Hello,
 }
};
</script>

 

Hello.vue

<template>
   <h1>Hello {{name}} </h1>
</template>

<script>
export default {
   name: "Hello",
   props: ['name']
};
</script>

 

Output


Note: We must use v-bind to dynamically pass props. This is really useful when we don't know the exact content we're going to render.

Dynamic components

Sometimes, it's useful to dynamically switch between components. It is more efficient to switch between components dynamically without routing. The following is the syntax:

<component v-bind:is=”currentComponent”></component>

 

It is necessary to use the component tag. The is attribute switches the currently selected component.

 

Example:

<template>
 <div id="app">
 <!-- Creating button events to dynamically switch components  -->
 <button @click="selectedComponent = 'GreenCard'">Show Green Card</button>
 <button @click="selectedComponent = 'PurpleCard'">Show Purple Card</button>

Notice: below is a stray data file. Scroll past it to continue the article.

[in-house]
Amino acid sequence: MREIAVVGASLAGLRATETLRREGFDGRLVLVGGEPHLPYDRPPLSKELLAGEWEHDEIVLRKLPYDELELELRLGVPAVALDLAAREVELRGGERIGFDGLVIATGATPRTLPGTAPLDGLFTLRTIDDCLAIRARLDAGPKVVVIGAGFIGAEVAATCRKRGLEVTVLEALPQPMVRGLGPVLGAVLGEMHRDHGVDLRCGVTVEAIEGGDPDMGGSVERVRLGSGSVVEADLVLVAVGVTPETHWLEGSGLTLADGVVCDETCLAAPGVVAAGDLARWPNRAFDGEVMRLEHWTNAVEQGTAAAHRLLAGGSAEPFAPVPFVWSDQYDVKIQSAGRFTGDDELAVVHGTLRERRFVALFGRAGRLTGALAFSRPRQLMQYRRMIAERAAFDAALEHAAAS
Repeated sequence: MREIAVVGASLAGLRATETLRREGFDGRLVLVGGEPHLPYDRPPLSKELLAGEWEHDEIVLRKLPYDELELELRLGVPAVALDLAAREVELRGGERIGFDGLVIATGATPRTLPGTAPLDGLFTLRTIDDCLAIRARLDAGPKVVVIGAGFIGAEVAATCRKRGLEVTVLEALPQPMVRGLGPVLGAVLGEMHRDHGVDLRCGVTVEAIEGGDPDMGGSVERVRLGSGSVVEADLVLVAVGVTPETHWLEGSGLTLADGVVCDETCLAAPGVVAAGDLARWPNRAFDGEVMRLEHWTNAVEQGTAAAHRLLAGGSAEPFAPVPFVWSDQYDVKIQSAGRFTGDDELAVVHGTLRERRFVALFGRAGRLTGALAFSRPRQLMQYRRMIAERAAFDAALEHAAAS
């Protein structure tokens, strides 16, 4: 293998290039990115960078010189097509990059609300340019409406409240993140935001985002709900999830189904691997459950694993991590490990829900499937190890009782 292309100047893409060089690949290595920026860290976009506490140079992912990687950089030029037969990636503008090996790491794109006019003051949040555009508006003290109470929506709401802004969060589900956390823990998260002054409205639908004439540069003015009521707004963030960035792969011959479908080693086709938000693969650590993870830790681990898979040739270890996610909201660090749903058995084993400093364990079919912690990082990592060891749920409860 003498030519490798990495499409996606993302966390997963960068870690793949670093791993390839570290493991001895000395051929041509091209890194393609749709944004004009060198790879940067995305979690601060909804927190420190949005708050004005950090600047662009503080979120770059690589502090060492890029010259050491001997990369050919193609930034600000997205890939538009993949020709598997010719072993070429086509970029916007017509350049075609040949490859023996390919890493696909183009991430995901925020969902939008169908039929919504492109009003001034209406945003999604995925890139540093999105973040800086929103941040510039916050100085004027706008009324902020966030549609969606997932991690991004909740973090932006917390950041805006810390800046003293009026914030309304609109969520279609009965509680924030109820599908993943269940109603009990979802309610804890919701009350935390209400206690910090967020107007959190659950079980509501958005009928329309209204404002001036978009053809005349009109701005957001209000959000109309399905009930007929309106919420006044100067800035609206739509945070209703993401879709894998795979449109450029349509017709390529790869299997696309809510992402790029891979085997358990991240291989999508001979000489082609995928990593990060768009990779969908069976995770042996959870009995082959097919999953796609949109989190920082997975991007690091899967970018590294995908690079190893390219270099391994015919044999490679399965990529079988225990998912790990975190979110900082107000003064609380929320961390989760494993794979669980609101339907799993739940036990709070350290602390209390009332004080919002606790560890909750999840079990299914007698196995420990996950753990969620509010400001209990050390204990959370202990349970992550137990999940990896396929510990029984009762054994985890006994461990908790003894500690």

<hr>
 <!-- Binding the current component to the property  -->
 <component :is="selectedComponent"></component>
 </div>
</template>
<script>

 // Importing the components into the app
import PurpleCard from "./PurpleCard.vue";
import GreenCard from "./GreenCard.vue";
export default {
 name: "app",
 components: {
  GreenCard,
  PurpleCard
 },
 data:function(){
   return{
     // Assigning the current component
          selectedComponent: "GreenCard"
   }
 }    
 
};
</script>

 

In the above example, we defined two separate components in the programme. The ': is' bind attribute allows the current component to be dynamically assigned; after that, the button events are used to switch between the two components.

Single file components

It's best to split large web apps with several functionalities into single file components while constructing large web applications. This allows us to combine all of the templates, scripts, and styles into a single.vue file:

 

Example:

import Vue from 'vue'
import App from './App.vue'

Vue.config.productionTip = false
// Instantiate the vue instance
new Vue({
 render: h => h(App),
}).$mount('#app')

 

In the above example, the component was defined in a single file in the example above, then imported into the app, which was then rendered to the DOM using the Vue instance.

DOM Template Parsing Caveats

If we write our Vue templates directly in the DOM, Vue will have to retrieve the template string from the DOM. This can lead to some caveats due to the browsers' native HTML parsing behaviour. This is known as DOM template parsing caveats.

Element Placement Restrictions